Sociology is the systematic and scientific study of human behavior, social groups, and society. The goal of this course is to examine the impact that social structures, social forces, and institutions have upon individuals and groups. Students should not only be able to identify some of the fundamental sociological concepts and theories -- as well as the person(s) who developed them -- but also apply this mode of thinking to current events and social problems. Some of the topics to be addressed in this course include an overview of the sociology of culture, race/ethnicity, stratification, gender, crime, religion, politics, and the family.

        Spring - Regular Academic Session - 2013 Download Syllabus Contact info & Office Hours
      • SOCI 1311-003 INTRODUCTION TO SOCIOLOGY
        Course Description: Sociology is the systematic and scientific study of human behavior, social groups, and society. The goal of this course is to examine the impact that social structures, social forces, and institutions have upon individuals and groups. By the end of this course, students should not only be able to identify some of the fundamental sociological concepts and theories – as well as the person(s) who developed them – but also apply this mode of thinking to current events and social problems. Some of the topics to be addressed in this course include an overview of the sociology of culture, socialization, race/ethnicity, stratification, gender, crime, religion, politics, and the family.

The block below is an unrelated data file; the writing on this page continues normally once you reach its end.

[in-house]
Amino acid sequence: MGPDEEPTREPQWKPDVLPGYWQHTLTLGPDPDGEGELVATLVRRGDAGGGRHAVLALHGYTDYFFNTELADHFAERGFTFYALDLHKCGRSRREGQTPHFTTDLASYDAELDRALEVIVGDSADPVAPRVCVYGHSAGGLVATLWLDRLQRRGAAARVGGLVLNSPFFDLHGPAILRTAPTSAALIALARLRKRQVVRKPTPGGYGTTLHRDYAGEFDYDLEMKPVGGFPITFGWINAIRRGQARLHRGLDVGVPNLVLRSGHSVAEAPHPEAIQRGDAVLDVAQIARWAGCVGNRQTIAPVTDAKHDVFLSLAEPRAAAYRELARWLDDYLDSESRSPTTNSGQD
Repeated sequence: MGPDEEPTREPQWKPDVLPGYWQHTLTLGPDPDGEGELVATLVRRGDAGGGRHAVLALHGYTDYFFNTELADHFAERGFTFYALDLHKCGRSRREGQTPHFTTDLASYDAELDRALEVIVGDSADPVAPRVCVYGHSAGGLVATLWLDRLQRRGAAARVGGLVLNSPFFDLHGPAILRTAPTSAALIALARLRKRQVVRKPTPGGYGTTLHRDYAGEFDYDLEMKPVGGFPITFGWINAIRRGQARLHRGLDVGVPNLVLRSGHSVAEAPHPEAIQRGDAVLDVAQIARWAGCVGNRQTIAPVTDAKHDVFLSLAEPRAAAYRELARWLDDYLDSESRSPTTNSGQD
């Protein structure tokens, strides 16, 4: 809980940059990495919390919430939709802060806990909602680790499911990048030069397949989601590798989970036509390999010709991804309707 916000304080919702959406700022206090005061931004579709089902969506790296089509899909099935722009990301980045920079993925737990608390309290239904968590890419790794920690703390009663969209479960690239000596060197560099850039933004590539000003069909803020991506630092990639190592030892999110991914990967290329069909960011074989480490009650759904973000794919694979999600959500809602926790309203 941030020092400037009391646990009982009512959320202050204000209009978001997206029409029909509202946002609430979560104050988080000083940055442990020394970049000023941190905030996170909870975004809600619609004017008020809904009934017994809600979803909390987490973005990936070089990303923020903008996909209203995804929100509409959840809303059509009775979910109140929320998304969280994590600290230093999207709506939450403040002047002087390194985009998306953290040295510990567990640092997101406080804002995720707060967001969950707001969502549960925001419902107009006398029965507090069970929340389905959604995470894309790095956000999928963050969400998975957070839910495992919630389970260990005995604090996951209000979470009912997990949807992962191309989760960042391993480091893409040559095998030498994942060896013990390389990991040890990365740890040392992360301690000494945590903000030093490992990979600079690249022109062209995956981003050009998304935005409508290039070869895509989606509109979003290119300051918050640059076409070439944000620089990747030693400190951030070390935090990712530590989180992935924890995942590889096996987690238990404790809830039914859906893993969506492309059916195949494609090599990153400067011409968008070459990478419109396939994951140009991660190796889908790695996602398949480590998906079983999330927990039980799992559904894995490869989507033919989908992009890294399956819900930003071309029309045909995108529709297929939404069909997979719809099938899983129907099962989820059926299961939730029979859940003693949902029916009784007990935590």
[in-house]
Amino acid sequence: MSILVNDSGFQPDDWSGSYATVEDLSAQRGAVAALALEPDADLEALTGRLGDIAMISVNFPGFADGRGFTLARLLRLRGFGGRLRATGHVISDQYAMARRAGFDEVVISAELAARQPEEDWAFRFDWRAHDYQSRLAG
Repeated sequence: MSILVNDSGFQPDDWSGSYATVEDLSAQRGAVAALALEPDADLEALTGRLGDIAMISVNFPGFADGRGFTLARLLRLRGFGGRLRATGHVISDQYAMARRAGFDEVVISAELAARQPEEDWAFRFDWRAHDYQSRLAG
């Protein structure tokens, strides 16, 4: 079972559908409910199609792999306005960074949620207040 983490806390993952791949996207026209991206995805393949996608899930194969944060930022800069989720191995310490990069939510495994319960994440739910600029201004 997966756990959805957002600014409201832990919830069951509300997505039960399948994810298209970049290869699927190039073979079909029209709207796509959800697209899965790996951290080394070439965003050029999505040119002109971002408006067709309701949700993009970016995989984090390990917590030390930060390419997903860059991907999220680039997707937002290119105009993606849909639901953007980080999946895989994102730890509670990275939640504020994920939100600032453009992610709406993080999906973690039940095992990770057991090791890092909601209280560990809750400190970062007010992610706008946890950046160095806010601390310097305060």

Fall - Regular Academic Session - 2012 Download Syllabus
      • SOCI 3338-001 Sociology of the Contemporary Black Experience (Undergrad)

        This course is an overview of the classical and contemporary sociological literature on the black experience in America. Some of the topics to be addressed include racial differences across income, education, and occupational status. Other important areas include persistent racial discrimination, the debate over race and class, tensions over the cultural and attitudinal adaptation to inequality, as well as emerging disputes within the African American community over what it “means to be black†in the post-Civil Rights Era.

        Spring - Regular Academic Session - 2012 Download Syllabus
      • SOCI 3336-001 Social Inequality

        This course addresses the uneven distribution of wealth, power, and prestige in the contemporary United States. We will focus on several important dimensions of inequality – namely social class, race/ethnicity, and gender. Other topics to be discussed include the intersections race, class, and gender, as well as politics and immigration. By the end of this course, students should be able to identify and explain relevant theories, processes, and consequences of inequality as they pertain to individuals and groups in society.